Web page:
The Obesity Crisis

In the UK, a shocking 62% of people are overweight, 25% are obese and 2-3% are severely obese! This week, in aid of National Obesity Awareness Week, we’ve answered some the most commonly asked questions about the causes and concerns of being overweight and obese and suggest how you can maintain a healthy weight and lifestyle.

What are the biggest causes of obesity?

Unsurprisingly, poor diet is more responsible for causing obesity than lack of exercise. Too much sugar, processed food, calorie-dense foods, sugary drinks and ever-increasing portions are the main causes of obesity in the UK. We live in an obesogenic environment – where we encourage the population to eat unhealthy foods, with temptations wherever we turn.

What are the health risks of being overweight and obese?

Being overweight and obese will cause a huge increase in risk in:

  • Diabetes
  • High blood pressure
  • Fatty liver disease
  • Many cancers
  • Arthritis
  • Reduced fertility

How does being overweight and obese effect the body physically, psychologically and socially?

Being overweight and obese can also cause negative effects both psychologically and socially. It can lead to poor self-esteem, depression and can decrease your employment prospects, average wage and productivity at work. So, it’s not just your health that will deteriorate!

How can someone tell whether they’re a healthy weight or not?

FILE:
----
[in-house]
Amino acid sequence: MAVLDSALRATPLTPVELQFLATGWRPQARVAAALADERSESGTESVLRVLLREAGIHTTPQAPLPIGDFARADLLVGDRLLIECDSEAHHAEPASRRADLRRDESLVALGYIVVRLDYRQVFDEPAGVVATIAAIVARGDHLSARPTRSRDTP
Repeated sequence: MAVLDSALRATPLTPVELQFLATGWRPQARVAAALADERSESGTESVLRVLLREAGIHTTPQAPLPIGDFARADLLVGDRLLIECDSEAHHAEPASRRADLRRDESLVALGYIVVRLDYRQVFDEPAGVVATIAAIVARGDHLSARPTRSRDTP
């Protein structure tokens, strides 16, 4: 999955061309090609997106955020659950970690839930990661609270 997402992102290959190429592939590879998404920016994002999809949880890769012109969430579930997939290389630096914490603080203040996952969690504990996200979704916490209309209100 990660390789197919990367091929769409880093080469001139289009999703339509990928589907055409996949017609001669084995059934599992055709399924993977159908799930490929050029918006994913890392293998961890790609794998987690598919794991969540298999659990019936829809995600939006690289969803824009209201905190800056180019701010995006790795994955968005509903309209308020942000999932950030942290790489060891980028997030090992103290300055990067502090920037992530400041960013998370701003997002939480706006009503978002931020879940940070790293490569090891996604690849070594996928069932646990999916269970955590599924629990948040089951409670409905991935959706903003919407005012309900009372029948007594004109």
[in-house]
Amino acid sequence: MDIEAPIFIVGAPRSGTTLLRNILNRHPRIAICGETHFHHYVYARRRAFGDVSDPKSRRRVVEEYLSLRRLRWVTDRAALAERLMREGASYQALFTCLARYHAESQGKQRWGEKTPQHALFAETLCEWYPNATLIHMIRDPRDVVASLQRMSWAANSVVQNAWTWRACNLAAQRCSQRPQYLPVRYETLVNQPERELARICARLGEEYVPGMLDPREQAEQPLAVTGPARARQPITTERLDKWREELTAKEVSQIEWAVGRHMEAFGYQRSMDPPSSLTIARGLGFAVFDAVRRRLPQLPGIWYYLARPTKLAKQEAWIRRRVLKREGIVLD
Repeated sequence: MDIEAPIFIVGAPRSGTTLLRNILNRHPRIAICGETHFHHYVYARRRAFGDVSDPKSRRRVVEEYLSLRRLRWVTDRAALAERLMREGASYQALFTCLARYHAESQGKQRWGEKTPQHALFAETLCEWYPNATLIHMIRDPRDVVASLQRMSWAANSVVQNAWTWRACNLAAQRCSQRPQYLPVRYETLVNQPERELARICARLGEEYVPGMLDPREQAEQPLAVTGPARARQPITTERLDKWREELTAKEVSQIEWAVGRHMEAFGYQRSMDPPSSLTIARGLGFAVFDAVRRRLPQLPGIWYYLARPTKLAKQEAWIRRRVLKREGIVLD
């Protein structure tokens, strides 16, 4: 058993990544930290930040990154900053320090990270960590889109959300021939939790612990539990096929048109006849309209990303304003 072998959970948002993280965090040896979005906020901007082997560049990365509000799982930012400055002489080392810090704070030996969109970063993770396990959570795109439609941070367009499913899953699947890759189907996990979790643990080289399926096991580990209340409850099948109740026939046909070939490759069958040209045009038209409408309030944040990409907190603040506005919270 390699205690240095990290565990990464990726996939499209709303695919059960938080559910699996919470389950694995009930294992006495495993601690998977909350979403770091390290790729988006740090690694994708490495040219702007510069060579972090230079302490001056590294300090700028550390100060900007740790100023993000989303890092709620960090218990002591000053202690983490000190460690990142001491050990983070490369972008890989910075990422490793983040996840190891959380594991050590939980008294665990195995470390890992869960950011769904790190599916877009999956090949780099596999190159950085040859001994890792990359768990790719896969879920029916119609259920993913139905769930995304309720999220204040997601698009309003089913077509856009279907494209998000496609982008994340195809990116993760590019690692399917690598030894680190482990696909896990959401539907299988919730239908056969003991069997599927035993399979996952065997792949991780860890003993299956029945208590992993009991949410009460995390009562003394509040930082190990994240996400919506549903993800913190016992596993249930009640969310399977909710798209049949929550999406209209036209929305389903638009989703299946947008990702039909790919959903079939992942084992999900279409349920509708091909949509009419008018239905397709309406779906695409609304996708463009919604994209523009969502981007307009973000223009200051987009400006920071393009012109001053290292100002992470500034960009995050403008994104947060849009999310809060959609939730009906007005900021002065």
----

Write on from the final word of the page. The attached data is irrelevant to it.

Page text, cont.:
The BMI (body mass index) is a good indicator of whether you are healthy or not. A BMI of 18.5 – 24.9 is the ideal range. You can calculate your BMI by dividing weight in kg by height in metres squared. It’s worth noting, however, that BMI may be high in people with a very high muscle mass – so it isn’t always an accurate measure of obesity. Another useful way to check that you are a healthy weight is to measure waist to hip ratio. This reflects abdominal obesity which is a good indicator of health-risk. Usually, a waist to hip ratio over 0.85 in women and over 1 in men suggests someone needs to lose weight.

How much does an unhealthy weight reduce life expectancy by?

A BMI of 30 – 35 (obese) cuts three years off average life, while a BMI of over 40 (severely obese) cuts eight to ten years off average life – equivalent to a lifetime of smoking.

Are some people more likely to become overweight/obese than others? If so why?

Research suggests that it is more lifestyle than genetics related. So, obese parents may raise obese kids due to their poor habits rather than the genes themselves. With 1 in 5 10/11 year old children now obese, this is a big issue.

If you carry an extra stone, or two stones, how does it affect your health?

Losing just 5-10% of your excess weight can help your health – helps breathing and reduces the risk of diabetes…and every extra pound you carry puts an extra 4lbs of weight through your knee joints – no wonder we are seeing an increase in the rate of knee replacements!

What’s the best way to lose weight?

VavistaLife suggests that you should avoid fad diets which just lead to the weight being regained, and more! Willpower doesn’t work when we are tired and stressed and can leave us reaching for sugary, processed foods. Instead, make small changes to your overall lifestyle which will become habits. Move more, eat smaller portions, avoid processed food and sugar wherever possible – and get more sleep; as we eat more when we are tired to try to get an energy fix. Focus on health not weight and nutrients not calories.

Let us guide you through small, science-backed changes that you can make to tackle your own, personal health issues with our programmes, developed by Dr Sally Norton, our health and weight-loss expert. They can help you towards a healthier and happier life.